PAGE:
fact that the Philippine Government owned 99% of the stock of the Philippine National Bank. However, the record shows that there are approximately 80 other individual stockholders and that this bank is a distinct legal entity that is engaged in private business. It has been consistently held that banks of this type, such as federal or national banks, which contain private interests are private corporations in which the Government has an interest, as distinguished from being a department of the Government. United States Shipping Board Emergency Fleet Corp. v. Western Union Tel. Co., 1928, 275 U.S. 415, 48 S. Ct. 198, 72 L. Ed. 345; National Labor Relations Board v. Bank of America, 130 F.2d 624. This Court finds that the Philippine National Bank was a private commercial bank
Having established the foregoing, the question still remains whether the taking on March 2, 1945, was lawful, for if answered affirmatively, this would transfer ownership of the money to the Japanese.
It is a recognized right of a belligerent occupant to levy contributions and make requisitions for the needs of the army. Hague Regulations, Arts. 49, 51, 52; Thorington v. Smith, 8 Wall. 1, 19 L. Ed. 361. Contributions are generally held to be money payments, while requisitions refer to the taking of articles for consumption or use, as distinguished from money. The distinction is unimportant in this case for the taking was of a particular kind of money peculiarly adapted for the purpose the Japanese had in mind, namely, 'that they might use that money to purchase from the Filipinos some foodstuff and supplies.' Transcript, pgs. 329, 330.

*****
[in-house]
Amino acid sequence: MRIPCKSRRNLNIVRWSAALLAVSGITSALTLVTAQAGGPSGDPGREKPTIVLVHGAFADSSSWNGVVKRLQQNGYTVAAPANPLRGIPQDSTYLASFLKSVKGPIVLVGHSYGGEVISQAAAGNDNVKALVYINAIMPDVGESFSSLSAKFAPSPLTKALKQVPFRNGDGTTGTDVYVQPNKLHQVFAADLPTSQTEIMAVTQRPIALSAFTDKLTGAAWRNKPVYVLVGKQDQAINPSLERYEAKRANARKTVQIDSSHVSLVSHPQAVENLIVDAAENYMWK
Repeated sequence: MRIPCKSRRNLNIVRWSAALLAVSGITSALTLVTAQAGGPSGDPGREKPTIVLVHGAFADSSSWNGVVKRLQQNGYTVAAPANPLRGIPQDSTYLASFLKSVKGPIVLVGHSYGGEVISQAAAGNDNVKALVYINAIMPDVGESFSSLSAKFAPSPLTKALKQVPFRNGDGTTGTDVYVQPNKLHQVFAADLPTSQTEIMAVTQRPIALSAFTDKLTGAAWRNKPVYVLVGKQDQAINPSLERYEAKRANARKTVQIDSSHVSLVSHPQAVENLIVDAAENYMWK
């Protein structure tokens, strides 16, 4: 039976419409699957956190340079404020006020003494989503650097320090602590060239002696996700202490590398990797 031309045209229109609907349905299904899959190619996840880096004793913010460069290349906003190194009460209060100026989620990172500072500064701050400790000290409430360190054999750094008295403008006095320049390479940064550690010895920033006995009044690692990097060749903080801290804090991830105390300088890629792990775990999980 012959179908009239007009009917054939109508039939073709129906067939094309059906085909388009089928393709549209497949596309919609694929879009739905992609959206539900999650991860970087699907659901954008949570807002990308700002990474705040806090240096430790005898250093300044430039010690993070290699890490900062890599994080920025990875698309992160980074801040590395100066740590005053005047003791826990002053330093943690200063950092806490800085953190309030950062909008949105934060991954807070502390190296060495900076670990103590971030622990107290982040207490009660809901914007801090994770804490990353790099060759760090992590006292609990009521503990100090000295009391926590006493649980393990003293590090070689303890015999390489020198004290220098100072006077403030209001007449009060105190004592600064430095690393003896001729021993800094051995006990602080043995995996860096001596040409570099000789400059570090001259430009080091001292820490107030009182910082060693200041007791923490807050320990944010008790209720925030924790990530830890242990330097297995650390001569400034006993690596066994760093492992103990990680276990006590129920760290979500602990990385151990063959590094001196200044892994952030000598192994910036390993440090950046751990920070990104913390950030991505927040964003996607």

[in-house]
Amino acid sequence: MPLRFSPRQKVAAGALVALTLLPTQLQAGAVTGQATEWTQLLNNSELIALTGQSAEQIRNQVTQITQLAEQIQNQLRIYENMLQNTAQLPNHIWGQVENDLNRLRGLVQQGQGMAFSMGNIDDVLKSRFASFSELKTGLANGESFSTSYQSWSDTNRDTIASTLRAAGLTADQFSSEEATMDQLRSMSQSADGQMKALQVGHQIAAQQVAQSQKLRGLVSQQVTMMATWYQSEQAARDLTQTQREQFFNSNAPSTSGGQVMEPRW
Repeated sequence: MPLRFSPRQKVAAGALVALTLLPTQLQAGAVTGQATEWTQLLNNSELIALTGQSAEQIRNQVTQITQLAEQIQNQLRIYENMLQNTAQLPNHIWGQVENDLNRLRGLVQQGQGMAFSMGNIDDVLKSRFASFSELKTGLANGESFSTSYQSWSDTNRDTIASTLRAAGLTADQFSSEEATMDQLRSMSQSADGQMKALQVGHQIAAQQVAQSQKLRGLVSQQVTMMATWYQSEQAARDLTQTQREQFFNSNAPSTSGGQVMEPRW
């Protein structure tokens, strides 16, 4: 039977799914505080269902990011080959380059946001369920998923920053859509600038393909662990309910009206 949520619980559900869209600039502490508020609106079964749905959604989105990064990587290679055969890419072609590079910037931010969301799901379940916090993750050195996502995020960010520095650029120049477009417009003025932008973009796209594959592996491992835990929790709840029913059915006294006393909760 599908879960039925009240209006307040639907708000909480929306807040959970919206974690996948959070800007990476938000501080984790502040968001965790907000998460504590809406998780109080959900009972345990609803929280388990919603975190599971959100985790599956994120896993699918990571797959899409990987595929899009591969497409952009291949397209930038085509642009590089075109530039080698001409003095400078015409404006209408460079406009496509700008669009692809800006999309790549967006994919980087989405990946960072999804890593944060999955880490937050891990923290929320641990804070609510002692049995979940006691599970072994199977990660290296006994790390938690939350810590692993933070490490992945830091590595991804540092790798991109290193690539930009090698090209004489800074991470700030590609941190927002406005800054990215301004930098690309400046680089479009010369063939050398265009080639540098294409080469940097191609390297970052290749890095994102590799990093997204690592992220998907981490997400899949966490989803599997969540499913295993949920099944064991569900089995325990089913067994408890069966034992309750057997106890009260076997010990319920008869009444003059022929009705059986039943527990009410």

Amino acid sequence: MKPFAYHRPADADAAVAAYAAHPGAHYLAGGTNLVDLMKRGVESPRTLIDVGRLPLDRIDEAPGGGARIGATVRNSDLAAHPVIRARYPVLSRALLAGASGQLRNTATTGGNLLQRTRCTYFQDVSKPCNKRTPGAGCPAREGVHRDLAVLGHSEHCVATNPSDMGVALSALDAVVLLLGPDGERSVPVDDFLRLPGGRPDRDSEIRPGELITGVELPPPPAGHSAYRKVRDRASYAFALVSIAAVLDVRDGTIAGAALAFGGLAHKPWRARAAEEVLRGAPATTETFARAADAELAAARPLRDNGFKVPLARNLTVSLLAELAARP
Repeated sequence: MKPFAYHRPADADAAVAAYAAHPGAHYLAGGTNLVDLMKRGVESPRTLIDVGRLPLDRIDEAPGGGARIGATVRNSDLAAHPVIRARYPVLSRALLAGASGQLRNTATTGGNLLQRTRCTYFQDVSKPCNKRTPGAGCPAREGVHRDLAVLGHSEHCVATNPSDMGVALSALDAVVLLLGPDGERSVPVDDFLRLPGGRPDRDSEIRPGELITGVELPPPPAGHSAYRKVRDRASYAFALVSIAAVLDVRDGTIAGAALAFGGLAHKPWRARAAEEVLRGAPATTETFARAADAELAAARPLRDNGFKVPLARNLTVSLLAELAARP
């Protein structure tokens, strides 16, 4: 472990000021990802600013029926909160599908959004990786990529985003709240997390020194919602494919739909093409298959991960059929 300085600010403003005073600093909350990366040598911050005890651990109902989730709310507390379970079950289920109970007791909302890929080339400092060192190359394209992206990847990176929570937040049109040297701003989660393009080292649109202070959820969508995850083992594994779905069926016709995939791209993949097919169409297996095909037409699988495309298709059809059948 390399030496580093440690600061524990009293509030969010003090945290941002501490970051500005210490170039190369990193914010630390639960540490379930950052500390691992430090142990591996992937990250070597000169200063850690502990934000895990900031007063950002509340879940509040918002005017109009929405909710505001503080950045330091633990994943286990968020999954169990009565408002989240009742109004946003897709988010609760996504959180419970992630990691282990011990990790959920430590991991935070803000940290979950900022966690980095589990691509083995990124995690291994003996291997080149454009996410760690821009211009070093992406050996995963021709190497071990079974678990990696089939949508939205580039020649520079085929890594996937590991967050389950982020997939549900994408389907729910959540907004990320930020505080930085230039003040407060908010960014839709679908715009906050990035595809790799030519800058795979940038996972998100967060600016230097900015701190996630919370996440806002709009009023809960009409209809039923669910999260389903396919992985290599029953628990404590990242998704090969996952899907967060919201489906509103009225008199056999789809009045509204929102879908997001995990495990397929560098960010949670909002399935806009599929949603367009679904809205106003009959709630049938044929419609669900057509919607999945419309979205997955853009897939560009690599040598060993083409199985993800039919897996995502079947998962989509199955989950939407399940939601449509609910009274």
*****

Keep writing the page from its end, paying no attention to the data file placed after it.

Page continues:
When this money was taken from the Bacolod branch of the Philippine National Bank, Mr. Yoshida of the Bank of Taiwan gave a receipt for said money. He was thus acting in compliance with Hague Regulations, Articles 51 and 52, which require such receipt. Also, the testimony of Mr. Buenaventura indicates that he regarded the transaction as one for which the Philippine National Bank would be compensated, for he stated that by agreement with Mr. Yoshida he entered the transaction as 'Due from Taiwan Bank -- Special Account.' The Court finds that the transaction was a lawful one and, therefore, ownership passed to the Japanese.
This plaintiff also relies on the doctrine of 'post liminium'. This is a fiction of civil law by which persons or things taken by the enemy are restored to their former status on coming again under the power of the nation to which they formerly belonged. This doctrine, or fiction, is recognized by the law of nations. However, before this doctrine can be relied upon there must be a preliminary showing that the taking was unlawful for property that has been lawfully taken by an enemy is not subject to this doctrine. Acts that are done, once and for all, that are within an invader's competence to perform are valid. United States v. Rice, 4 Wheat. 246, 4 L. Ed. 562; Oppenheim's International Law (7th Ed., Vol. II, Sec. 169). As pointed out previously, the act of the Japanese was lawful and, therefore, the doctrine of 'post liminium' does not apply to the present situation.
It has not been proven by a preponderance of the evidence that the money captured by the United States Army was the same money that the Philippine National Bank, Bacolod branch, turned over to the Bank of Taiwan in March, 1945. Thus, neither plaintiff has carried the burden of proof that is necessary in this proceeding to establish a legal or equitable title in the vested property.
Finally, as a matter of law, neither plaintiff made out a case. The Bank of the Philippine Islands turned over its money in a lawful transaction, so it has no claim to the vested property. The Philippine National Bank, a private corporation, turned over its money to the Japanese pursuant to a valid requisition which passed title to the Japanese. Thus, the property when captured and later vested was enemy property.
Counsel will submit appropriate order.
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